Using spread widths in terms of fixed dollar amounts is unique in that it represents different spread widths and risks at different times. For example, a $1 spread width when SPY is $150 represents perhaps a 10-delta difference between strikes (this of course depends on whether the short position is 50D or 16D). Meanwhile, when SPY is $300 that same $1 width may only be a 5-delta difference between strikes. Using a fixed-dollar-width strategy on an underlying that appreciates in value will overtime get more conservative as the distance between short and long strikes gets smaller from a % standpoint. I haven’t yet studied such strategies but can certainly look into them.

      The SPY Short Straddle 45 DTE study explored exiting at 28, 21, 14, and 7 DTE as well as holding till expiation. 21 DTE had the highest CAGR and Sharpe Ratio among the profit target exits so I continued to stick with 21 DTE as the default early-management duration exit.

      Opening a position every day does expose a portfolio to downside risks. This and the other studies are mostly a tool to provide ballpark performance figures for a given strategy. The daily position is more about ensuring solid methodology and results and less bout suggesting someone implement a given strategy as their daily trade (though if they do, the results should be similar).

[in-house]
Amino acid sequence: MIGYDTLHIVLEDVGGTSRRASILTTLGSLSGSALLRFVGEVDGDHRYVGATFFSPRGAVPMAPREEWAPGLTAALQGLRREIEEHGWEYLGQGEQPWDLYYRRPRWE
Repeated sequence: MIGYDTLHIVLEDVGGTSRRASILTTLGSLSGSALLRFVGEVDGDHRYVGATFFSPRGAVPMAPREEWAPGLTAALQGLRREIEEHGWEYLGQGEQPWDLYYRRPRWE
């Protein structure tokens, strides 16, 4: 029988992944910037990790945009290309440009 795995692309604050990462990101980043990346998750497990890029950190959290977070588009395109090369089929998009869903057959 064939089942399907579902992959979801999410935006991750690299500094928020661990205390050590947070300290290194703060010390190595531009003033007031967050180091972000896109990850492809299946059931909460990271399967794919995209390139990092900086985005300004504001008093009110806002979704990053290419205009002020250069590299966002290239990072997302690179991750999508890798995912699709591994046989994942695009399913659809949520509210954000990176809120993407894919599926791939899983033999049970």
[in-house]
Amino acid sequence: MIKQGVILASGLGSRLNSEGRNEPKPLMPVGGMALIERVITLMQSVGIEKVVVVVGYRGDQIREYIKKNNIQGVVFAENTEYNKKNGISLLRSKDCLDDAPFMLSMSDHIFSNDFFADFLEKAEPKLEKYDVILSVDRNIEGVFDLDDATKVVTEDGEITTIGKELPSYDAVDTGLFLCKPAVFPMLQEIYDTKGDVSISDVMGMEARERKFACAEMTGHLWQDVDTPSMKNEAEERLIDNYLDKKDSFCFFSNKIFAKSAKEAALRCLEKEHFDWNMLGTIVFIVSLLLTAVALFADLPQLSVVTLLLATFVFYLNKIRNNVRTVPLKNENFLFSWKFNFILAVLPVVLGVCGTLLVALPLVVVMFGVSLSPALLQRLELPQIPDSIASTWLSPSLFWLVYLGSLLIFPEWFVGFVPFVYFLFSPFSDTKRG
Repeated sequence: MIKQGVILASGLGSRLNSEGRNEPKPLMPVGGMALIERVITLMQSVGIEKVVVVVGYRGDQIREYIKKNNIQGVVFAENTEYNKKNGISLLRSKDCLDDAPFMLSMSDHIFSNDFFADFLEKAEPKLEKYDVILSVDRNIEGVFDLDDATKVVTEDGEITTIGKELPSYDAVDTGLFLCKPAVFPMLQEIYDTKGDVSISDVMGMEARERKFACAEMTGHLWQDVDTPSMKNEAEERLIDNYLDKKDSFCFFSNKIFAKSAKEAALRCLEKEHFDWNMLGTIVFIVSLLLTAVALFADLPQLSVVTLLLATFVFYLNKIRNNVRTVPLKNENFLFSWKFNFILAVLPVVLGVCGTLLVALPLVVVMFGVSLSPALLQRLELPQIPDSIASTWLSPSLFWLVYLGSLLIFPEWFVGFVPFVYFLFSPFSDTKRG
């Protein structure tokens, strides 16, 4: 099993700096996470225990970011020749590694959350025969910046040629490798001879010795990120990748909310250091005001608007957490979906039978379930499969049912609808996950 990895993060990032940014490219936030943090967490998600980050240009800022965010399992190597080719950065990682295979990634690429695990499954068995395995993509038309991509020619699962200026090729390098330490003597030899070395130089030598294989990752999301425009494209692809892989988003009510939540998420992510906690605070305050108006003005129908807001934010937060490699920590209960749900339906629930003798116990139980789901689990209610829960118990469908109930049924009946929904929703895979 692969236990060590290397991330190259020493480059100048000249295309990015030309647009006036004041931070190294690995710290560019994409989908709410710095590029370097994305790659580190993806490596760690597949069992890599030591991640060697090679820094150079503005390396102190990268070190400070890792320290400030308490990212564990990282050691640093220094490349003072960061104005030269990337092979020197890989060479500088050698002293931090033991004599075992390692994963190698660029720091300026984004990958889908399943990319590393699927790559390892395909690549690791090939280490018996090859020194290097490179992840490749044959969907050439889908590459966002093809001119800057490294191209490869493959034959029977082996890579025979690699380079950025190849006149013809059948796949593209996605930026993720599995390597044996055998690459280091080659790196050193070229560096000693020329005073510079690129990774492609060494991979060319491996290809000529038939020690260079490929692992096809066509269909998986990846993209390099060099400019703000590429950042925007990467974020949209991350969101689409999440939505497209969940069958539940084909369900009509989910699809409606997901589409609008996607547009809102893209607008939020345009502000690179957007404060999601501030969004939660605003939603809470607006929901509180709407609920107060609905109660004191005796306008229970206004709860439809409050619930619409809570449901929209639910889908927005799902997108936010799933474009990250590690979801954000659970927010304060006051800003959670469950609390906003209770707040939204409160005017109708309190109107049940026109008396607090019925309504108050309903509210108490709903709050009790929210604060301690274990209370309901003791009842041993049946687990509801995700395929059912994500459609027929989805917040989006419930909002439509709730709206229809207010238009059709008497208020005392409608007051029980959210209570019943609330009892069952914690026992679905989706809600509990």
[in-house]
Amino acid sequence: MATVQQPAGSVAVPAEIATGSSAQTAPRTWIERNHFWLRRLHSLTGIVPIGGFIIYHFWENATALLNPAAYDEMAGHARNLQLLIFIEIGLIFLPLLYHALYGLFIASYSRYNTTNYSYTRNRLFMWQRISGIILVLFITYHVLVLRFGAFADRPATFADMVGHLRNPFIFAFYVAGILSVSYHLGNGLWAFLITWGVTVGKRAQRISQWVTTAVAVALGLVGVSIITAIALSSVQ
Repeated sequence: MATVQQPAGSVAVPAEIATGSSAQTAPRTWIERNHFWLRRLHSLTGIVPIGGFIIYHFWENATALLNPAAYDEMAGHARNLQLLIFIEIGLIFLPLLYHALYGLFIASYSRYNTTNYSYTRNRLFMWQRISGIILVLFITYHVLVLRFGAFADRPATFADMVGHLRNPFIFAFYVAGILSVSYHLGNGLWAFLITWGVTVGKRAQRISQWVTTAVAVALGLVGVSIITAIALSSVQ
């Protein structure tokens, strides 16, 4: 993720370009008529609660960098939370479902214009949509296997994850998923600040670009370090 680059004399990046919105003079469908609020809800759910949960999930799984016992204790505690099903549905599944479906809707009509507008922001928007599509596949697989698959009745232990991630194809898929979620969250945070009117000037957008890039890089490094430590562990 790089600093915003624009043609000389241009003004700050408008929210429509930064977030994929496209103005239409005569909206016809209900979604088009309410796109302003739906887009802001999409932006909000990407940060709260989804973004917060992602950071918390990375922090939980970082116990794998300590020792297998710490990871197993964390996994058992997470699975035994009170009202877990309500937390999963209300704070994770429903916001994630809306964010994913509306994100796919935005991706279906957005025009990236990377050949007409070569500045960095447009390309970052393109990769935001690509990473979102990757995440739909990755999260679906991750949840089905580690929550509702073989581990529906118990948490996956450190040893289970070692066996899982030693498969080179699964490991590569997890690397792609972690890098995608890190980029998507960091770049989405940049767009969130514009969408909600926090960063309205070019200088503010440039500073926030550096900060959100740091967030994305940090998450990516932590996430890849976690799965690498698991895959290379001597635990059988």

For what it’s worth, I recall reviewing a few of the OptionAlpha backtests. The methodology was unclear and left several unanswered questions such as commission cost assumptions, idle cash calculations, which tranche was used when positions were opened once a month, etc. Also worth noting: the benchmark used was SPY price return as opposed to total return, making the option strategy appear more profitable than it actually is vs the buy/hold alternative.

      My backtesting tool is public so others can peer review the code, report any bugs and run their own backtests.

      Hopefully this helps!

      Reply

Leave a Reply

Your email address will not be published. Required fields are marked *


This site uses Akismet to reduce spam. Learn how your comment data is processed.